Some of the images shown earlier in the service, you might have noticed, were paintings of African Americans being baptized in bodies of water. There is a whole tradition of African American Southern Folk Art around water and baptism. There are depictions of large groups of people- men, women and children in water, outside, usually dressed in white. And there are scenes of slaves escaping through water, traveling with the risk of capture in order to get to freedom. In the privilege I experience, I forget what baptism must mean to someone, or a community of people, that isn’t free. You see, baptism today might seem like an exclusive practice- baptized in, non-baptized out. But, it’s exactly the opposite. When you’re claimed by God in baptism there are no categories, anymore. You’re free from how the world defines you, because God has defined you. You are known and loved. If anything, the water in baptism is just a symbol of the water that touches all people, in some way or another, because we are all so wanted- even the tax collectors and soldiers, the politicians and CEOs, the gang members and prisoners and slaves and whoever else might be considered in or out.

You may have also noticed some of the photos that were shown earlier, maybe wondering why they were there. A couple were of a wall that separates part of the border between Mexico and California, right at the ocean. When I saw those it struck me that not even a wall could prevent the water from going around. We couldn’t make a wall long enough to separate the ocean. And, it’s all the same water- you can take a nice swim on either side, a dip in the same droplets of sea that foreigners touch, too. On some of the metal bars that make up the wall are written the names of those who have died trying to cross it. And, I like to the think the water lapping up on the edge is baptizing them, too. Reminding them that they are claimed, and known, and loved by God, and now eternally free from all that separates us from one another.

In my previous church I baptized nearly a whole family, over the course of a few years. It was baptizing the dad, though, that was so memorable. Of course, we baptize babies because we believe that there is nothing you can do to earn God’s love and grace- might as well welcome them into the fold as soon as possible. But, there is something about baptizing an adult who is conscious of what it all means- who realizes what they are getting themselves into- that is so amazing. To look someone in the eye and remind them of God’s promises, you can sense that they are thinking: “wow.” And, also, “now what? What does it mean?”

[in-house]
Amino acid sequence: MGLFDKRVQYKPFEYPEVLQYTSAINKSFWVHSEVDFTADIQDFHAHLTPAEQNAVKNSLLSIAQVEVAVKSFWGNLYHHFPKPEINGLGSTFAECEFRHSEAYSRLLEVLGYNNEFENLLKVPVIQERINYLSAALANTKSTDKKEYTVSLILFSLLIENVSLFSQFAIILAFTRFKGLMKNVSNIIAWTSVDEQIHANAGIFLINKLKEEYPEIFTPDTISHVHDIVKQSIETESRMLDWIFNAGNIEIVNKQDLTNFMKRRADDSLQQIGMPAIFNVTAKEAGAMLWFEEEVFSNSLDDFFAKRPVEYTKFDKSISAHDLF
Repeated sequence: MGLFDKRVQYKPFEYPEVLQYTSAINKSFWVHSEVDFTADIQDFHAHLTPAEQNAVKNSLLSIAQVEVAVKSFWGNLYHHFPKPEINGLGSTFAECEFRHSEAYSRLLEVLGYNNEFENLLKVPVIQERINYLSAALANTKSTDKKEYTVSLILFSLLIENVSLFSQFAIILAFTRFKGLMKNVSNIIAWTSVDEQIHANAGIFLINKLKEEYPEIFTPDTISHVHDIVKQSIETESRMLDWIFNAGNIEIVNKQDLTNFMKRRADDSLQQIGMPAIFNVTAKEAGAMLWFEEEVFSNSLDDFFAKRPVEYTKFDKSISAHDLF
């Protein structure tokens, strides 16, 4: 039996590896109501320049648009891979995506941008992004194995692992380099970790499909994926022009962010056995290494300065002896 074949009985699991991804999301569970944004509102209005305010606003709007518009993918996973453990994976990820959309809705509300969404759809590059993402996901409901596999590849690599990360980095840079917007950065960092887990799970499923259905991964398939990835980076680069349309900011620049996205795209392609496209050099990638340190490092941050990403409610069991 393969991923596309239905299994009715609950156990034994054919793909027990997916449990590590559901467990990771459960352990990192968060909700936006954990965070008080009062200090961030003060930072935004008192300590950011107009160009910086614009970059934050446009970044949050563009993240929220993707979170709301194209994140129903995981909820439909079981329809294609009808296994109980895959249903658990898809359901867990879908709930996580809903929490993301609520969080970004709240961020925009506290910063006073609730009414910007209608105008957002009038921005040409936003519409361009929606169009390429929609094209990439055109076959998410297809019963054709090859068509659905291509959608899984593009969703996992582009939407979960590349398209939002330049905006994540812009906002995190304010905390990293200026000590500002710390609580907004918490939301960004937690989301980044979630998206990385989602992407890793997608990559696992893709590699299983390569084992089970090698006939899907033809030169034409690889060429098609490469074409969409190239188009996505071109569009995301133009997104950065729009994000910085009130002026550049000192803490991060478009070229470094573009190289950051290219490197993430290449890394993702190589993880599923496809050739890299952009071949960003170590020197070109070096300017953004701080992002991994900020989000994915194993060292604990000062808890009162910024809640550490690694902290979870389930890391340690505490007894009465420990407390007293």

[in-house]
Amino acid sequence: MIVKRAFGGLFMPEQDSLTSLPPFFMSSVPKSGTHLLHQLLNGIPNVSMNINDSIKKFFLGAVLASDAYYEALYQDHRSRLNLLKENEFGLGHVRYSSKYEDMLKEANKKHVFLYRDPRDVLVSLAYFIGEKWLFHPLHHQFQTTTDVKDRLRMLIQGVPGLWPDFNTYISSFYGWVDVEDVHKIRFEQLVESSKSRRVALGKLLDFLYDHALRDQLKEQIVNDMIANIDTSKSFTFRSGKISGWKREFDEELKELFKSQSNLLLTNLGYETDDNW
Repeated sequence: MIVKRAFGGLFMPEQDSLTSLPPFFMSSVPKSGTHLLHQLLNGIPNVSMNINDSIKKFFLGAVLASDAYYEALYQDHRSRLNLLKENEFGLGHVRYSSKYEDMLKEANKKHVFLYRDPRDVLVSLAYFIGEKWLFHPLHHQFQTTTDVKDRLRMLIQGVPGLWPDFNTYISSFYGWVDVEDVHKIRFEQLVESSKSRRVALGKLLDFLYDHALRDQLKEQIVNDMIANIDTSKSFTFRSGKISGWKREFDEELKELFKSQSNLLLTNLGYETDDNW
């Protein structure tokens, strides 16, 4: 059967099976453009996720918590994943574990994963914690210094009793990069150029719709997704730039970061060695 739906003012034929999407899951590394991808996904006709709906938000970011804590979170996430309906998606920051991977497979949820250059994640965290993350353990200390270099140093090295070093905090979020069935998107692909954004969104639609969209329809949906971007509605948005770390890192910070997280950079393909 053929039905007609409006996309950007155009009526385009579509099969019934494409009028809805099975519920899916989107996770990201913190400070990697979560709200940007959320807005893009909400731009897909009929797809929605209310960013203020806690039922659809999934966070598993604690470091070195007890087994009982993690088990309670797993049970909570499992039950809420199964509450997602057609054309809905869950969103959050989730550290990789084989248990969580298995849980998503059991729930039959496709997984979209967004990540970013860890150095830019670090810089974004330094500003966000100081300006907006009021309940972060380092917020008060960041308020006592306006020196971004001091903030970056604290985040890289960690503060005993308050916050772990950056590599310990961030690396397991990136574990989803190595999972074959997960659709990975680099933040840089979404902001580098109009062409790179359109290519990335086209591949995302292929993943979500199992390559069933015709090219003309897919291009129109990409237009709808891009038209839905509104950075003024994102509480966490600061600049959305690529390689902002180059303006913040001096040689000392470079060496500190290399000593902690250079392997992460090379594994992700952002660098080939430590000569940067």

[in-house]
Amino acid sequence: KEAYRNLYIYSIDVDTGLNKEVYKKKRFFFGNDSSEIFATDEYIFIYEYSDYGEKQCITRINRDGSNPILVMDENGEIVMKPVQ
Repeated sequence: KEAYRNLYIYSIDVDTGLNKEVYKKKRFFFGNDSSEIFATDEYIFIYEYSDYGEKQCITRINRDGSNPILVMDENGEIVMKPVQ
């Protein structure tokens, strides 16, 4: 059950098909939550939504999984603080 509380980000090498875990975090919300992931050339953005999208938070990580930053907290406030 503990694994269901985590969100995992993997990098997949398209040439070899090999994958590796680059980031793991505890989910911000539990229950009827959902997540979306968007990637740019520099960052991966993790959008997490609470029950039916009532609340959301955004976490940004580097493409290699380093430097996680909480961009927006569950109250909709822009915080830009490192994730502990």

Preacher John Buchanan once said that he loves how remarkably lean the beginning of the Gospel stories are- particularly between Jesus’ birth and baptism. There isn’t a lot of instruction, even though we wish for more. But, maybe that’s the point. People went about their lives, baptized, and they had to figure out what that meant, how they were going to live. Buchanan says, “it’s when we start demanding particulars that we get into trouble.” I wonder, should there be an instruction manual on how we should live after we’re baptized? Beyond, you are loved, you are not alone, go and love others. I think I agree with Buchanan- that seems a little prescriptive, as though these simple, liberating truths can’t inform everything we believe and do.

Ministers are happy when they baptize babies because it’s a privilege and a great joy. Imagine if someone walked up to you and said this: “You are loved for no other reason than for being exactly who you are. And, you are always, and forever will be more than enough. And, you belong- you are a full part of this community, and absolutely integral to the life of the world. And, you are never alone.” It’s freeing to remember that on our worst days God is pleased with us. With you, and with little ole me. Pleased beyond measure, actually. And, really, it’s as simple and profound as that. It doesn’t need to be more theologically complex. But, it’s living as though its true that gets a little snarly. And living as though it could be true for everyone, is where the story gets a little hairy. Because frankly, we have a hard time imagining how that could be possible.

The thing I like to remind people about baptism, as if I haven’t said enough already, is that ministers might splash the water on, but it’s really the Holy Spirit doing the baptizing. And, so, who are we to say who is baptized and who is not? Maybe that was John’s point. Maybe what he was really saying is that when the world feels like its burning, everyone should get in the river and get wet. When the walls go up, hop in and swim around them. When you’re escaping from slavery, go through the river so slave owners can’t trace you and claim you as their own. Cause you’ll all be free from the harshness and heat, right here, in the cool, cool water.

Thanks be to God. Amen.